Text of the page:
Video projections by Janene Higgins provide the set and staging, as well as subtext and commentary.

NY TIMES 10/21/14:
Scored for accordion (William Schimmel) and piano (Jenny Lin) and blended with pre-recorded electroacoustic music, the soundtrack aptly mirrored Benjamin’s state of mind: eerie, haunted and at times cacophonous.

Mr. Sharp’s libretto was inspired by Benjamin’s letters and texts, including major works like ‘The Work of Art in the Age of Mechanical Reproduction,’ ‘The Task of the Translator’ and ‘The Arcades Project.’

…Benjamin, performed with fierce commitment by the bass-baritone Nicholas Isherwood, sang lines like “Four walls to keep them out, four walls to keep me in.”
Mr. Isherwood vividly conveyed the stream-of-consciousness monologue, with its biblical lines in Greek; excerpts from kabbalah; German profanities; guttural, gasping noises; and philosophical observations.

...Compelling components, like the alluring projections by Janene Higgins, depicted naturalistic and historical elements in fast-moving succession.



Commissioned by the Bayerische Staatsoper in Munich for their 2010 Summer Festival series in the Mini-Opera Pavillon. A science-fiction story about a Singularity opening our dimension to creatures from another who were only visible to teenagers and were able to catalyze unpredictable and highly creative acts among those teens. Societal and parental reaction was the source of conflict in the story. "About Us" was part of the Opera's educational outreach program. The project was to be an opera for all-teenage performers, between the ages of 14-18, with the cast consisting entirely of volunteers residing in Munich. In addition to composing the music, Sharp also created the script and story as well as directing the production.



2009 premiere at The Kitchen, NYC. A work of music/theater, concept and music by Sharp with libretto by noted science-fiction author Jack Womack. Binibon is a chronicle of both a murder and the transformation of the East Village in the early 1980's. It has been released as a radioplay by Henceforth Records. Developed with and directed by Tea Alagic, with projection design by Janene Higgins



Em/Pyre is an opera commissioned by soprano Donella Del Monaco for the 2006 Venice Biennale to be performed by her with her regular ensemble a collection of musicians whose backgrounds and technical skills varied greatly. She also requested that Sharp perform with the ensemble and conduct the piece. Longtime collaborator Steve Piccolo created the text and sang the baritone parts.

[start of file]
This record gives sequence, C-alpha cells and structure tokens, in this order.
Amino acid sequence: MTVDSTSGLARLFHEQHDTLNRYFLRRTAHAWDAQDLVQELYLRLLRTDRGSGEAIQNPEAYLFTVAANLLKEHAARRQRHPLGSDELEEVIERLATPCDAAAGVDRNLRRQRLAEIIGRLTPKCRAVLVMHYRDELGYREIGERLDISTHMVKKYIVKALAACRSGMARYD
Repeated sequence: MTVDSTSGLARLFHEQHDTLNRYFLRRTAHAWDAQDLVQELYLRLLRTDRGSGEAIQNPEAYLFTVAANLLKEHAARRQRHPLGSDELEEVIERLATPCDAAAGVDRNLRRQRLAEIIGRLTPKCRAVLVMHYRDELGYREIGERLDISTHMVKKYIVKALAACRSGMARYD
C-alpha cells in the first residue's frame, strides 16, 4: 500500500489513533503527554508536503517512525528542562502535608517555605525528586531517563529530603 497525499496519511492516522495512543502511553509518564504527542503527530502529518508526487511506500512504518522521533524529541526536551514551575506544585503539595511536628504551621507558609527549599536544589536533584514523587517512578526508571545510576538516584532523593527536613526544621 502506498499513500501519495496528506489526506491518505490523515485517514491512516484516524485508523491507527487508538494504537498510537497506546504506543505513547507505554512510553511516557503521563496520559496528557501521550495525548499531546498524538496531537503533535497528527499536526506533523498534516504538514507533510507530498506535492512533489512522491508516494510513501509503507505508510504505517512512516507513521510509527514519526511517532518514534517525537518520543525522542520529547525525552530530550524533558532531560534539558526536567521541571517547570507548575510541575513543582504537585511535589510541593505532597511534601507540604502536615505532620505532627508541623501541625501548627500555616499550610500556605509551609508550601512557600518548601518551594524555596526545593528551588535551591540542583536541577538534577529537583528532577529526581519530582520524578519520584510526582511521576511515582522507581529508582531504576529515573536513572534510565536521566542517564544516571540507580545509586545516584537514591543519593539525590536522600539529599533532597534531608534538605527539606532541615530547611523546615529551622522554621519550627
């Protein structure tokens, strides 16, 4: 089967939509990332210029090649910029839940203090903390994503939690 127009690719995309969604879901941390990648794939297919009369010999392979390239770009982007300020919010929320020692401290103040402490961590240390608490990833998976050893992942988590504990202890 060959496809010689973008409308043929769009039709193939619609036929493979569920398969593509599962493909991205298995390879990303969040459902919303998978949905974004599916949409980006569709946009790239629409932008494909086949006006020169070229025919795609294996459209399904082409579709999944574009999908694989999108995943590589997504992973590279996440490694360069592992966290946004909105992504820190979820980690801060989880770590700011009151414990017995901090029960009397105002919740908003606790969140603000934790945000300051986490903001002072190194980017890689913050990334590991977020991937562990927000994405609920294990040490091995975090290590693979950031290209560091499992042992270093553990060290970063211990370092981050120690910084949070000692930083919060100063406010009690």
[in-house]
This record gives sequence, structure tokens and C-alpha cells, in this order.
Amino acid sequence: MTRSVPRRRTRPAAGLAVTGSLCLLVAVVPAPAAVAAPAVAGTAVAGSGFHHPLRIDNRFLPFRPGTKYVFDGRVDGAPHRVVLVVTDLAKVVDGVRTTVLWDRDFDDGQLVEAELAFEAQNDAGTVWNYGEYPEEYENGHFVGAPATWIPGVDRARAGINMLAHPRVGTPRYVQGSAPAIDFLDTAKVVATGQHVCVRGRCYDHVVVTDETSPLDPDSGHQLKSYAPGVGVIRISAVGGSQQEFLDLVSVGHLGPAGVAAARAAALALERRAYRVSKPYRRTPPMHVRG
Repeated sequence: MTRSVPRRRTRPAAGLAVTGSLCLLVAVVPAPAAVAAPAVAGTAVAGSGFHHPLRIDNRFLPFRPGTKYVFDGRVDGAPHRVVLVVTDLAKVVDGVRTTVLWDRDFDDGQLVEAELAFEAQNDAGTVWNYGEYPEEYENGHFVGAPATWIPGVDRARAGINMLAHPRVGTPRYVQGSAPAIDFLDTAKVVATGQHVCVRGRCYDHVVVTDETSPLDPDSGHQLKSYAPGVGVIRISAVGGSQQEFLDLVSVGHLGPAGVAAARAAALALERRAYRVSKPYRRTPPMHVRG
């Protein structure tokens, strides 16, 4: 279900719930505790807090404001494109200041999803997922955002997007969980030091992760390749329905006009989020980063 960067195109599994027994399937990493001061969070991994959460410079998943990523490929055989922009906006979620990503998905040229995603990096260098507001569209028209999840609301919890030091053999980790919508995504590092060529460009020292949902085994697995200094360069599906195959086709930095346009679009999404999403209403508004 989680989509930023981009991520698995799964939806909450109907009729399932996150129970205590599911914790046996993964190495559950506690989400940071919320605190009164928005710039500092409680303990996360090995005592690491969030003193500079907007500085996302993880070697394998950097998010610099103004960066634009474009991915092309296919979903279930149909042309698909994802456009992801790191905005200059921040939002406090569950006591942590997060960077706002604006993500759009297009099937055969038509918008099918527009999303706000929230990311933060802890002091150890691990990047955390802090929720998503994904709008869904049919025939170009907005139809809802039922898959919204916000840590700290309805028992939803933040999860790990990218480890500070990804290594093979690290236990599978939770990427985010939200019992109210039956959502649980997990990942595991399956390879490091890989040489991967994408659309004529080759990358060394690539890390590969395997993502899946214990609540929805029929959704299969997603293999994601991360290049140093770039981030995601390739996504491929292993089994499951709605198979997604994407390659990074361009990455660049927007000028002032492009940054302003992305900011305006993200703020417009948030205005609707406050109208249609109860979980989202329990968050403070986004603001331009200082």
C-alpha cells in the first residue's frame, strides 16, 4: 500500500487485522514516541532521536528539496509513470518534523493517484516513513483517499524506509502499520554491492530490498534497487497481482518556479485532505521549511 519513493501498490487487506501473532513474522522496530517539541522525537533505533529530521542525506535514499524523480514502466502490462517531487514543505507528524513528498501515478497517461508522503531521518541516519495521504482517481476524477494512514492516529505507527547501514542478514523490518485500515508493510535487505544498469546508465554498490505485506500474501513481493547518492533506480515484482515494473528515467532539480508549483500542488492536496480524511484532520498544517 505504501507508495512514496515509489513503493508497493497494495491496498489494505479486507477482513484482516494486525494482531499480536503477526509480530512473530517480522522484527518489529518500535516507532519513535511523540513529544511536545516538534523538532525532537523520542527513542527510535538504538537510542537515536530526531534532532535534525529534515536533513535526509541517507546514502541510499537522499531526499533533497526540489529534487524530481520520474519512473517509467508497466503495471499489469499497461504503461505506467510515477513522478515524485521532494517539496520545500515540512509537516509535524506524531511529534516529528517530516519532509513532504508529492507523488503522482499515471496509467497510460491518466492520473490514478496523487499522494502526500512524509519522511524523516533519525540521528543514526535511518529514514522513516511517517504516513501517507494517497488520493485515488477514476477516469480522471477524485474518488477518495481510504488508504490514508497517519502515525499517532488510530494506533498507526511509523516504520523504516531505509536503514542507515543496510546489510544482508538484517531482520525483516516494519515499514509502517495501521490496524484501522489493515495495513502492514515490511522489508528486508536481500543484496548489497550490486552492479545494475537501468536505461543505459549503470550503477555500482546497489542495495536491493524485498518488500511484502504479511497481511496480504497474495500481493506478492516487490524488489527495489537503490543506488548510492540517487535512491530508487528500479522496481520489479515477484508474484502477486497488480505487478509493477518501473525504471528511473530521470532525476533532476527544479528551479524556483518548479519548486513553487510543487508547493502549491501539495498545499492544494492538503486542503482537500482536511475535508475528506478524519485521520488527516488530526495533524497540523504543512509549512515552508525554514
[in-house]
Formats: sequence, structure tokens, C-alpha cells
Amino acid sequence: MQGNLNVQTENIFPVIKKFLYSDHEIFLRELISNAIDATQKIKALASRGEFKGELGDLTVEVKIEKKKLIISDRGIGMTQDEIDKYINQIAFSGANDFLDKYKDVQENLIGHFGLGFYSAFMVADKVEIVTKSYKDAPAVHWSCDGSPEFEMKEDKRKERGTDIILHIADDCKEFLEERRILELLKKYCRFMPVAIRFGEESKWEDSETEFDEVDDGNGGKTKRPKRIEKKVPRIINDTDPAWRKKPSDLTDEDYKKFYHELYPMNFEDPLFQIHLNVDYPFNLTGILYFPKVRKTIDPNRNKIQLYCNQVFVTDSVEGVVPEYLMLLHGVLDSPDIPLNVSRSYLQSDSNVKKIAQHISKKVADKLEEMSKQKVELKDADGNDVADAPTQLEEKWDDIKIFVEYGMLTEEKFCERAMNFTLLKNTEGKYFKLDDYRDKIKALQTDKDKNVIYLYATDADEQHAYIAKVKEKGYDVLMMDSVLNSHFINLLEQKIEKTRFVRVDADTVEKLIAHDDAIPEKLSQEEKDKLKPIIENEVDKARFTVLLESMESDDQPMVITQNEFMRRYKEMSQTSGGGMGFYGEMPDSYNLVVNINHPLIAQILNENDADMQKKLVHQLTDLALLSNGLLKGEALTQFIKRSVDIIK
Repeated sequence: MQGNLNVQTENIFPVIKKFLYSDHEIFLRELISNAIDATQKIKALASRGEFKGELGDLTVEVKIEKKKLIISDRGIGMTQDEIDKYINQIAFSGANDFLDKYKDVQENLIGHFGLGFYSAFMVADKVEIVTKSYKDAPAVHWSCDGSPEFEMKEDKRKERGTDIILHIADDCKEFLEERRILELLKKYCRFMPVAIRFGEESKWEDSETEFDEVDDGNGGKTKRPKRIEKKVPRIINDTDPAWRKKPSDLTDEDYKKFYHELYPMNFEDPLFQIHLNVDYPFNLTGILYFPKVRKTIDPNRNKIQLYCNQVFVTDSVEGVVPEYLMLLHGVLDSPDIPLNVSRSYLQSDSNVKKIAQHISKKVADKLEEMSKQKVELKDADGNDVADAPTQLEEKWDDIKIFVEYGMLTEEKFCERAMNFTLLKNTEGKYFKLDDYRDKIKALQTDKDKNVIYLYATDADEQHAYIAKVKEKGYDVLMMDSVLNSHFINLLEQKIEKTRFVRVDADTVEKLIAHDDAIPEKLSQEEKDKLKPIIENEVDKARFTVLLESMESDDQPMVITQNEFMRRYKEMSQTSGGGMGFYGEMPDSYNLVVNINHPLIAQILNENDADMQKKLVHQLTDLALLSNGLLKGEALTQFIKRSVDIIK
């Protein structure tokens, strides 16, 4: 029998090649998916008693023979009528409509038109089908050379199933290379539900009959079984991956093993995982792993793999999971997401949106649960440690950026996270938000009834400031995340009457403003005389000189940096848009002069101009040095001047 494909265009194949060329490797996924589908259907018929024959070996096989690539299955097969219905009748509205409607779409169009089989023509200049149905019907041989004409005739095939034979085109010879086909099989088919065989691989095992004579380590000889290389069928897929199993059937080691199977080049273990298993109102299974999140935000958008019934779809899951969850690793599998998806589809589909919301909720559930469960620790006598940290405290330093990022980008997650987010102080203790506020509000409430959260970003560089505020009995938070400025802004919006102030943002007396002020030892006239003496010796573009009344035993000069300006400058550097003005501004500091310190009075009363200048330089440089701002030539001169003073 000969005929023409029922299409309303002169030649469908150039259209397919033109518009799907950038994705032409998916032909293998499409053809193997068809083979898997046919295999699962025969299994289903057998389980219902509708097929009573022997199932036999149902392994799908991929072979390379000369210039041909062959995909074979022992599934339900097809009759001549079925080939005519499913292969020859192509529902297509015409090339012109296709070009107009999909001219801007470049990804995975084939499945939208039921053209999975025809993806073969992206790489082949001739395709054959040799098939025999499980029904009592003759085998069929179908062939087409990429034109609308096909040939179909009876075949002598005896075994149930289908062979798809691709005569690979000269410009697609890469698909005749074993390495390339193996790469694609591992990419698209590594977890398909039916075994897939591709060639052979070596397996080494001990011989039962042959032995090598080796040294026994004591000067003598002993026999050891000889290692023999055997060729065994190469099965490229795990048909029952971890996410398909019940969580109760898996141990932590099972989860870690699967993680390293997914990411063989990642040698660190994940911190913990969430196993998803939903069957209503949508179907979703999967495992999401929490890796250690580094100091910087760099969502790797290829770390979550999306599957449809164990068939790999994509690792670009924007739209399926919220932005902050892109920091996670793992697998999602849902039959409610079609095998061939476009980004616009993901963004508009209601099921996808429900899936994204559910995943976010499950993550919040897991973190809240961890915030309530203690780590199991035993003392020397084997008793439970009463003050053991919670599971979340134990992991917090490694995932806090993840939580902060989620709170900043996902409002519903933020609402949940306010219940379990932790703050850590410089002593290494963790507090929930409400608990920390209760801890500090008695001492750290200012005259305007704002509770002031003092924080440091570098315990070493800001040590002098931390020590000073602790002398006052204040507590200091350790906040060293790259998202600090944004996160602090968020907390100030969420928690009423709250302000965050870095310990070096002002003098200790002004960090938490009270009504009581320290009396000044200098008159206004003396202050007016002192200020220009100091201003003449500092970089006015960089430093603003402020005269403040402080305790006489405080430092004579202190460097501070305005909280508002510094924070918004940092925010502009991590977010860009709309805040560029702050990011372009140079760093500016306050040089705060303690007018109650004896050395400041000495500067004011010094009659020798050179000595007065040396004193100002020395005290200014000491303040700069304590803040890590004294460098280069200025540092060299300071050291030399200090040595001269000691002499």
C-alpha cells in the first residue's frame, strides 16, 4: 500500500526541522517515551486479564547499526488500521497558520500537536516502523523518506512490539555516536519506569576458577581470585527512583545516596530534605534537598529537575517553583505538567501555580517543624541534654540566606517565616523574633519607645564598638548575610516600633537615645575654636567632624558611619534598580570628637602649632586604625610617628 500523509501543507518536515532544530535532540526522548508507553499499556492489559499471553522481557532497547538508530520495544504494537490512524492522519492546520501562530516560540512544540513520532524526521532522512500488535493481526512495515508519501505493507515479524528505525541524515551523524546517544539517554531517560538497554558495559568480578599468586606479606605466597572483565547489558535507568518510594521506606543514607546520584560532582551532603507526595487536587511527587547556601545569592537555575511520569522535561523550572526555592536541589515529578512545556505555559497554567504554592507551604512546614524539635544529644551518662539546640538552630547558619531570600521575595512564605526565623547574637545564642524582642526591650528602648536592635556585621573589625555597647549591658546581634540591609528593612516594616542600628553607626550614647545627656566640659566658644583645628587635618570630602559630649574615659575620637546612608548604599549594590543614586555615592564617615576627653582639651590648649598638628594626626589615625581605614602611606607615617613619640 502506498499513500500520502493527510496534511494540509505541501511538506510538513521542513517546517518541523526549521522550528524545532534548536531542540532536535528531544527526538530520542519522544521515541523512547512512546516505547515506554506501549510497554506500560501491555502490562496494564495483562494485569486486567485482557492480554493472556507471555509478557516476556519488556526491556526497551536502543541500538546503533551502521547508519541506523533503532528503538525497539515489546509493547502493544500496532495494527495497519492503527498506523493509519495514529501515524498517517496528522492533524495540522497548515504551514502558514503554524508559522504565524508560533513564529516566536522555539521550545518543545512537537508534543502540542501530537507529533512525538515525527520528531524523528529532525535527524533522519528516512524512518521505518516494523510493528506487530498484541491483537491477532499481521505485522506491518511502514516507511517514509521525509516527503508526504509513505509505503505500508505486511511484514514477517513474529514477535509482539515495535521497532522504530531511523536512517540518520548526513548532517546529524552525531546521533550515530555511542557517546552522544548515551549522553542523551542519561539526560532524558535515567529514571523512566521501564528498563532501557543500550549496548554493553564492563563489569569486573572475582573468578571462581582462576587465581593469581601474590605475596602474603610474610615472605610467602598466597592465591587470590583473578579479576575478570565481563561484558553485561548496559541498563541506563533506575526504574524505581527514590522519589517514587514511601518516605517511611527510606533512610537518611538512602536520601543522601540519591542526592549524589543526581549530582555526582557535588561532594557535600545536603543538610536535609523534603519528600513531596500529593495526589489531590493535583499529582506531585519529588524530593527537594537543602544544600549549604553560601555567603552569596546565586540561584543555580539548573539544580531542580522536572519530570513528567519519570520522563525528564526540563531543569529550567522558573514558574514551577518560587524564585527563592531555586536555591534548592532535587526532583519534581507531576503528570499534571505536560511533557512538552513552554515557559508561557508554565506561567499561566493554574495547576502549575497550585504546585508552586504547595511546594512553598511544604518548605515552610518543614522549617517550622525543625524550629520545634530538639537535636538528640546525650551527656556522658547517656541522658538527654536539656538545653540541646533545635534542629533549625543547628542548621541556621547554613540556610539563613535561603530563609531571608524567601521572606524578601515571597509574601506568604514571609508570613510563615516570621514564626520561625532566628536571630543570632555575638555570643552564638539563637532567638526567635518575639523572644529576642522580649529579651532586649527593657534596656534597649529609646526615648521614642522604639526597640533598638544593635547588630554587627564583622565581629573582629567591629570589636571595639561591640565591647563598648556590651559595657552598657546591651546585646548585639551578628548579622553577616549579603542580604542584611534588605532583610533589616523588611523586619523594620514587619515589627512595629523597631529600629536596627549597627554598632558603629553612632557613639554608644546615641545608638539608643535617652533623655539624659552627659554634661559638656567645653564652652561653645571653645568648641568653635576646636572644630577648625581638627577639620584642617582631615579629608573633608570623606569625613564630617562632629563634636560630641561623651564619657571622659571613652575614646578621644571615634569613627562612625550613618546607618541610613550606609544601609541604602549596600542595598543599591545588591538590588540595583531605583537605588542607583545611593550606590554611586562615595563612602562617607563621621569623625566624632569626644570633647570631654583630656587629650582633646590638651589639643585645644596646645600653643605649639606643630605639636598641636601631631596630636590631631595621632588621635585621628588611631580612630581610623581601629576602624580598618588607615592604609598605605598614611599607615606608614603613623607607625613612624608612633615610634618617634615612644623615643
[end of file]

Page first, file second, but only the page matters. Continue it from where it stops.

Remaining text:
The strategy was to create a composition to be developed in a week of workshops leading up to the premiere. It was based on Sharp's interpretation and comparison of Venice in the 15th century with New York City in the late 20th century - two towering city-states whose empires both devolved due to both internal and external cultural and political/economic factors. The composed core materials and defined structure were to be elaborated through conduction and the manifestation of simple algorithmic approaches as well as guided improvisations based on the core materials. A CD of Em/Pyre was released in 2010 on the Italian label Opusavantra Studium.



Premiered at Studio PASS in NYC, 1981. Innosense is a post-apocalypse opera set in a basement in the Lower East Side. The three "live" characters are the "Three Improvisers", here performed by Charles K. Noyes on percussion, Lesli Dalaba on trumpet, and Sharp on fretless electric guitar, soprano sax, and bass clarinet. The characters Bio/logicals, The State, and Myth are all prerecorded and played back from stereo cassettes, one for each of the performers. Materials for these characters includes vocal and instrumental sounds made by Sharp, found sounds, sound effects, and texts both written by Sharp and appropriated from various sources. Voices for these characters include Victoria Vecna and Felipe Orrego. The Geoclock is a prerecorded percussion track performed by Sharp and plays back continuously. Recorded November 1981, zOaR Music.